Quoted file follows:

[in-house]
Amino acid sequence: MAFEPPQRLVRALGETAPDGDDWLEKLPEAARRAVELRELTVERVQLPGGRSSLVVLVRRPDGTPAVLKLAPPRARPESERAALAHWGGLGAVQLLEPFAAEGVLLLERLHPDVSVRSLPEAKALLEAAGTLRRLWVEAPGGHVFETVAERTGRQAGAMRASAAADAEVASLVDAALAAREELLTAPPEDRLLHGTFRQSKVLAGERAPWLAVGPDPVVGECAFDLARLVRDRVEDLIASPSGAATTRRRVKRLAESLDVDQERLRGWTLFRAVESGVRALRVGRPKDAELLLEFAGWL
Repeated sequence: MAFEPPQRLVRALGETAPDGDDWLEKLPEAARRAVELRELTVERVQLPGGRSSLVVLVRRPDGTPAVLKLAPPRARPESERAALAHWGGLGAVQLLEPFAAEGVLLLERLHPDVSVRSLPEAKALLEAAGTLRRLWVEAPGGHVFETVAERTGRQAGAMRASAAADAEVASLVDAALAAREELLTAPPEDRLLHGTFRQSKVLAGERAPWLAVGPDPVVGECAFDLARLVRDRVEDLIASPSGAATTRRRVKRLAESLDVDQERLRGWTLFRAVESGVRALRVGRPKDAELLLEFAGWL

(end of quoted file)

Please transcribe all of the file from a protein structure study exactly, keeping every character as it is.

[in-house]
Amino acid sequence: MAFEPPQRLVRALGETAPDGDDWLEKLPEAARRAVELRELTVERVQLPGGRSSLVVLVRRPDGTPAVLKLAPPRARPESERAALAHWGGLGAVQLLEPFAAEGVLLLERLHPDVSVRSLPEAKALLEAAGTLRRLWVEAPGGHVFETVAERTGRQAGAMRASAAADAEVASLVDAALAAREELLTAPPEDRLLHGTFRQSKVLAGERAPWLAVGPDPVVGECAFDLARLVRDRVEDLIASPSGAATTRRRVKRLAESLDVDQERLRGWTLFRAVESGVRALRVGRPKDAELLLEFAGWL
Repeated sequence: MAFEPPQRLVRALGETAPDGDDWLEKLPEAARRAVELRELTVERVQLPGGRSSLVVLVRRPDGTPAVLKLAPPRARPESERAALAHWGGLGAVQLLEPFAAEGVLLLERLHPDVSVRSLPEAKALLEAAGTLRRLWVEAPGGHVFETVAERTGRQAGAMRASAAADAEVASLVDAALAAREELLTAPPEDRLLHGTFRQSKVLAGERAPWLAVGPDPVVGECAFDLARLVRDRVEDLIASPSGAATTRRRVKRLAESLDVDQERLRGWTLFRAVESGVRALRVGRPKDAELLLEFAGWL